Andrew Sullivan

Andrew Sullivan

Andrew Sullivan thinks Christianity is in crisis. I think he’s confused the Christian gospel with some version of a Jesusy-neo-Buddhism.

I'm sure this article resonates with many people hungry for deep and authentic spirituality and maybe even seekers struggling to find a coherent example of faith, but this points to a journey without a destination. This is a version of a gospel that's a vision of the human condition and God's eternal purpose misses two of the core revelations of God in Christ. It's a perceived remedy for personal piety that cuts out the man and the mission in an attempt to retain the message of Jesus.

In my opinion it's a Twinkie — promises substance and sustenance but is full of fluffed creamy air and empty calories. And like its golden tongued shaped pastry it will always be offered (and always has) on the the proverbial shelf of human spirituality consumerism. People have been tempted to present a version of Jesus that severs one or two of his purposes in his incarnational life, but upon closer examination or after practice, one finds it falls apart and doesn’t support a healthy Christian life.

I'm quite amused and befuddled at the hybrid of humanism and asceticism that Sullivan offers up as a authentic 'way' of Jesus while missing the 'truth' and 'life' of our Lord.

The outcome is less Apostolic Christianity as much as a kind of Neo-Buddhism with which could be summed up in these three points from Sullivan's article:

1. He believed stripped of the doctrines of the incarnation, resurrection and the various miracles, the message of Jesus was the deepest miracle.

2. The cross itself was not the point; nor was the intense physical suffering he endured.

3. The point was how he conducted himself through it all — calm, loving, accepting, radically surrendering even the basic control of his own body and telling us that this was what it means to truly transcend our world and be with God.

A Jeffersonian/Franciscan vision of a spiritual walk for today? Really? His portrayal of Francis's faith would send the majority of spiritual seekers running. Hating oneself for sleeping with a pillow? Say what? We're going to abandon a fraudulent prosperity gospel for a return to self loathing, a naked whipping of oneself and extreme self renunciation type of faith instead?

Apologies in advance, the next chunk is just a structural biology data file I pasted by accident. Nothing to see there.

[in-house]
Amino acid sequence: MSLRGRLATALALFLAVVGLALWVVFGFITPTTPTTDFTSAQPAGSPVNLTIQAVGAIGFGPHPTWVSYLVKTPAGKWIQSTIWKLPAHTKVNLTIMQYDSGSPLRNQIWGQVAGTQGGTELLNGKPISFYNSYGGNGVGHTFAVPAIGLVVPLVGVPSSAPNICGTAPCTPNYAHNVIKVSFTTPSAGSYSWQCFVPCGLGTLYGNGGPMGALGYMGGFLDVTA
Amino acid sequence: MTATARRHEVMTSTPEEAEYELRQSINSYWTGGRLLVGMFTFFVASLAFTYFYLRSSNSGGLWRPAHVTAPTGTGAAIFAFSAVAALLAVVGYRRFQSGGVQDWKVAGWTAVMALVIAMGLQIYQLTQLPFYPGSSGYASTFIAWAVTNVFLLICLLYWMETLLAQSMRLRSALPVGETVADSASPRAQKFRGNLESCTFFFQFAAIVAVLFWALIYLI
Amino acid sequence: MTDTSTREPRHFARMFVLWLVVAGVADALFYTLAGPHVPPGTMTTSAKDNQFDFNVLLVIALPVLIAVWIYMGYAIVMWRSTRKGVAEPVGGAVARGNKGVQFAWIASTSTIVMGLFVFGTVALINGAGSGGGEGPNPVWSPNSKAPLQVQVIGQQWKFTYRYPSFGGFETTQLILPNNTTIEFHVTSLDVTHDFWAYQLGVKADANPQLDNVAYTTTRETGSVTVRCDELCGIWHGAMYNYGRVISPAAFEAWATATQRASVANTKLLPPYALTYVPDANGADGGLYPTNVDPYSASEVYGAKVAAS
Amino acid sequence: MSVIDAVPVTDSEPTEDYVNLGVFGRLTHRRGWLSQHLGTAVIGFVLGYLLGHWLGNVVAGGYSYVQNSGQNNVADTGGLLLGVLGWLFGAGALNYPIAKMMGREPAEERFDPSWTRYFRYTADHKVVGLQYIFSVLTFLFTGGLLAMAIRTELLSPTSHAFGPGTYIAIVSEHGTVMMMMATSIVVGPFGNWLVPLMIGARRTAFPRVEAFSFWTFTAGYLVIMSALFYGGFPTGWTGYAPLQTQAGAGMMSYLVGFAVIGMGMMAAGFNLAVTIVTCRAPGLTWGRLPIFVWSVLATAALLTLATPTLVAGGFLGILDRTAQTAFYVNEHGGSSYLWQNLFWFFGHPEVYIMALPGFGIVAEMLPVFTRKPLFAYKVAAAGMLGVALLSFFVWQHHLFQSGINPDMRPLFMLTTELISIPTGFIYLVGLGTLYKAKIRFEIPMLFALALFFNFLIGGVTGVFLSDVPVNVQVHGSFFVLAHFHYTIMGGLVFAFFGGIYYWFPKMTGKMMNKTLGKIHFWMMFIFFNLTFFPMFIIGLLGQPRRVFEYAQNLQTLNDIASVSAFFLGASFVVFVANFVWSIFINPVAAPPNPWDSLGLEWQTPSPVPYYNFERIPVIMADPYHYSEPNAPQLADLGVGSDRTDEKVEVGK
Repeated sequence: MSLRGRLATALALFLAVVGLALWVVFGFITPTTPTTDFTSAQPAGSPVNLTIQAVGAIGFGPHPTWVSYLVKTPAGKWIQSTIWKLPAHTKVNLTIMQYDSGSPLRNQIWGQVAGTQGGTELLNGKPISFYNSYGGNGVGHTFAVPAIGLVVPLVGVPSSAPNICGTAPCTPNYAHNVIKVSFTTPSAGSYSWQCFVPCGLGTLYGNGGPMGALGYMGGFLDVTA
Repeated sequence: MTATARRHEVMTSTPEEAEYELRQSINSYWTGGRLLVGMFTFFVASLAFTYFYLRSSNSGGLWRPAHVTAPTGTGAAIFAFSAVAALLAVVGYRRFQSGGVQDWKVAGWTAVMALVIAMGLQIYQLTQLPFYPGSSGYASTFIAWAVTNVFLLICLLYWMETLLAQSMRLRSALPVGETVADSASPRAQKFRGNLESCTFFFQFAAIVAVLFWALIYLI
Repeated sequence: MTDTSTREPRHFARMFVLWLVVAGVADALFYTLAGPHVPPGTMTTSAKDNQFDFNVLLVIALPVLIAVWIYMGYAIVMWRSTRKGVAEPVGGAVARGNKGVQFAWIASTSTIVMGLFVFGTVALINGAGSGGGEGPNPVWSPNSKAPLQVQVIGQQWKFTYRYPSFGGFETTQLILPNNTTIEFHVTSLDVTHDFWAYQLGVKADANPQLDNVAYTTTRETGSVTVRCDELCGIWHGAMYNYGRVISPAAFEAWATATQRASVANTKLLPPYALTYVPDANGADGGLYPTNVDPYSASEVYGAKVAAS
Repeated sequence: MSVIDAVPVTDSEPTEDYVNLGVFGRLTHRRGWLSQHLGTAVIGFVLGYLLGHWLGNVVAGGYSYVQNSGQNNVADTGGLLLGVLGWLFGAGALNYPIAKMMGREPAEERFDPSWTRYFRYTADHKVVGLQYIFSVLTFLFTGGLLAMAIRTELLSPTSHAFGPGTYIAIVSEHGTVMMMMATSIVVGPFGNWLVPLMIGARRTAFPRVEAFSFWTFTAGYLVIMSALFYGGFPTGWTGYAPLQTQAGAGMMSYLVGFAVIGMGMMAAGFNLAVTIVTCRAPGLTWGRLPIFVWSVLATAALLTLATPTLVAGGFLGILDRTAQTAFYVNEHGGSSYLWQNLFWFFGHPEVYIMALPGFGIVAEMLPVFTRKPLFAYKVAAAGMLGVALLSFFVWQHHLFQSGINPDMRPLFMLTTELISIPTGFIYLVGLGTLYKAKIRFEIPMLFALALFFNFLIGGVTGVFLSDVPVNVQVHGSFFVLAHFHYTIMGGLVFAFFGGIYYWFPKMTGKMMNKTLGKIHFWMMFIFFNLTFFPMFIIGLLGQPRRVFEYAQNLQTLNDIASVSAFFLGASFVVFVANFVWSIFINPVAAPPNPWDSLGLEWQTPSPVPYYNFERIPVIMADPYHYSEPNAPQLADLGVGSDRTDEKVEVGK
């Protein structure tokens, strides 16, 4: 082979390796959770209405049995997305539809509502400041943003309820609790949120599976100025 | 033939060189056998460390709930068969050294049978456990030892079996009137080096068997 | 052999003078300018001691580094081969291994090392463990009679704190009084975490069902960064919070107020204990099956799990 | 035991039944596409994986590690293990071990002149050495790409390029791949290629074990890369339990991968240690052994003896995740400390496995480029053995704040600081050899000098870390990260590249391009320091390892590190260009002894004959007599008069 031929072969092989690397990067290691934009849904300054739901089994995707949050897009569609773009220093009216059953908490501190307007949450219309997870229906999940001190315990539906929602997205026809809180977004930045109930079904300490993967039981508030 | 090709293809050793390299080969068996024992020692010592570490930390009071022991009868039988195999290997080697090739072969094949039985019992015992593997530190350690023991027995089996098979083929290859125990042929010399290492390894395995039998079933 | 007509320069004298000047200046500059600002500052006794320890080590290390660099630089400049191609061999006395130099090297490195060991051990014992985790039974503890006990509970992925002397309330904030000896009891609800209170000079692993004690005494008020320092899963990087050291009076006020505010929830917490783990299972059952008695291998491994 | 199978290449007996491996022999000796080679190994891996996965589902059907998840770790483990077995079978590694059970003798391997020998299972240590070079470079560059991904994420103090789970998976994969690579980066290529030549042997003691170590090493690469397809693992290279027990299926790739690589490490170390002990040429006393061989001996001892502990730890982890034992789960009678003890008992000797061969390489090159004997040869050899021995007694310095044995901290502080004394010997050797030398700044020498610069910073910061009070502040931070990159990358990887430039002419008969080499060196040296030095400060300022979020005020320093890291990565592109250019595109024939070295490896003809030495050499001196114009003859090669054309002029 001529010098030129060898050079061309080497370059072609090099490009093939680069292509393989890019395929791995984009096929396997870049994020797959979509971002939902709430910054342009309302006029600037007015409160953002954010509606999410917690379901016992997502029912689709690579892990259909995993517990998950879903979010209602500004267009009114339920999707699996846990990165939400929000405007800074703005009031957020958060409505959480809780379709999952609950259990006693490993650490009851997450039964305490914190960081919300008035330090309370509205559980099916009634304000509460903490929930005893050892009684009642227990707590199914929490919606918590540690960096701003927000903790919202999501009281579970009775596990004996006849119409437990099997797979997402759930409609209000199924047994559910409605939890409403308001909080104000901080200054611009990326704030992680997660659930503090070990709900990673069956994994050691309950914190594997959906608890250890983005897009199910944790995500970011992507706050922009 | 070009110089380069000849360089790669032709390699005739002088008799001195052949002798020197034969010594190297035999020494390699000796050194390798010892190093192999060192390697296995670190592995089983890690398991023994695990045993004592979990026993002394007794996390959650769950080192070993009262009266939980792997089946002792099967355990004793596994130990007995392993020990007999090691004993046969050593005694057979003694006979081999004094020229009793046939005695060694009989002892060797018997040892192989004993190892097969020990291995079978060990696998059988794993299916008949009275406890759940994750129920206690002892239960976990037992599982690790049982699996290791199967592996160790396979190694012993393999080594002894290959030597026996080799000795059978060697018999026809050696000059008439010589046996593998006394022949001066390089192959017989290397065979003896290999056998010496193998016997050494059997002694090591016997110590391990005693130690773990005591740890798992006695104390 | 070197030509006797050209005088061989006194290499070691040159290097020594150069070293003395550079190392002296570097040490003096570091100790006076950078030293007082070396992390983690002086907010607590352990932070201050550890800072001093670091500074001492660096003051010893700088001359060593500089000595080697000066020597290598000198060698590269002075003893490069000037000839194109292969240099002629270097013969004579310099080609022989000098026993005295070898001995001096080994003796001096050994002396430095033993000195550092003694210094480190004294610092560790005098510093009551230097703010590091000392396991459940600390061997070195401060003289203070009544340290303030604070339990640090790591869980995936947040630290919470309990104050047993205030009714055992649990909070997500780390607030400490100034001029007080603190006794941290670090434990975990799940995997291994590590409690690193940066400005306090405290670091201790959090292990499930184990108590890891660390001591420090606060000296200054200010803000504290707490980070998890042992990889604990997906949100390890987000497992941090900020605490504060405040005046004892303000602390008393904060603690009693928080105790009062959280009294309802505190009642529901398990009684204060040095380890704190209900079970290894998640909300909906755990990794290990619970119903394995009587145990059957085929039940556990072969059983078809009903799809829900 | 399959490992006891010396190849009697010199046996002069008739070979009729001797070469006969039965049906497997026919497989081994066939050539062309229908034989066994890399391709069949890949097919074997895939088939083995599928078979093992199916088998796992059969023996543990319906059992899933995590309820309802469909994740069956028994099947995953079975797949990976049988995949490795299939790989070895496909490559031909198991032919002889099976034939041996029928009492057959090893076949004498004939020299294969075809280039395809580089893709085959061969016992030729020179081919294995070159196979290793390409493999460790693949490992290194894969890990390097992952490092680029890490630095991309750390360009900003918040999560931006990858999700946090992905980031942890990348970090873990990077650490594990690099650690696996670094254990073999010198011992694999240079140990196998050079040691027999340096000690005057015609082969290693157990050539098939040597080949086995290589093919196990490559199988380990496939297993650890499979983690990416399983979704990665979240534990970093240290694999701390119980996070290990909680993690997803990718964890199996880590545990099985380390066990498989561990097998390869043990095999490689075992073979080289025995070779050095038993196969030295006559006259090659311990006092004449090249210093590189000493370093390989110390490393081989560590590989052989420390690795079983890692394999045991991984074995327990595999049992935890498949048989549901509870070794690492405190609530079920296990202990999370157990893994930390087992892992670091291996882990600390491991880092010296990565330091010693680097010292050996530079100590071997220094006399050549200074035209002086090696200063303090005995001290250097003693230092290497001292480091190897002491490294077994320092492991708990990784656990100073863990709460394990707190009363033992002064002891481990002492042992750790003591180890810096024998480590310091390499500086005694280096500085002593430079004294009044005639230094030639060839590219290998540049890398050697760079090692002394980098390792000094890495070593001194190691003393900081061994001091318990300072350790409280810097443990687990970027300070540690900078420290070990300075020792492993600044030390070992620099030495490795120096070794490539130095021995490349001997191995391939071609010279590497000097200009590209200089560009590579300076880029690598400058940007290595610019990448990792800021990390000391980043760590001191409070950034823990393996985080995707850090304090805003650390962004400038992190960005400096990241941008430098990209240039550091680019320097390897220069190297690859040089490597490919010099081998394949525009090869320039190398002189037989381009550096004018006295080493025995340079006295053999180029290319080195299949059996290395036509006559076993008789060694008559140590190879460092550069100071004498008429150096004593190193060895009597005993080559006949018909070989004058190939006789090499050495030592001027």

In the end, Sullivan espouses a version of Jesus that looks like a bumper-sticker slogan that fits more on back of a Volkswagen than in a church. But maybe that’s what he’s going for a ‘Christless message and a churchless faith’ but that isn’t historic Christianity.  It makes for a good humanistic philosophy but not a faithful representation of the way, the truth and life of Jesus or the God-man, his mission or his message.  

In some people’s opinion, it may be good, but I don’t think it’s good enough. There is much more to the biblical gospel.


  1. samuelfletcher

    Eric, I’m puzzled. Did we read the same article? Sullivan’s point is that it’s the lust for power that is corroding the church. That power is political power, and the means by which the church in America is getting it is through rallying their core against people — gays, latinos, women, Muslims, whomever. Check out this article on CNN and tell me if it Sullivan’s point doesn’t have a ring of truth to it:

    Sullivan’s message with regards to Jefferson and St. Francis is so very timely in our power- and consumption-obsessed society. He specifically says in the article that one needn’t follow Francis’ ascetic life to appreciate and practice living outside the box of working for material goods while stepping on the heads of the rest of the world to get there. One simply need recognize that the pursuit of goods and power is what is corrupting and ungodly.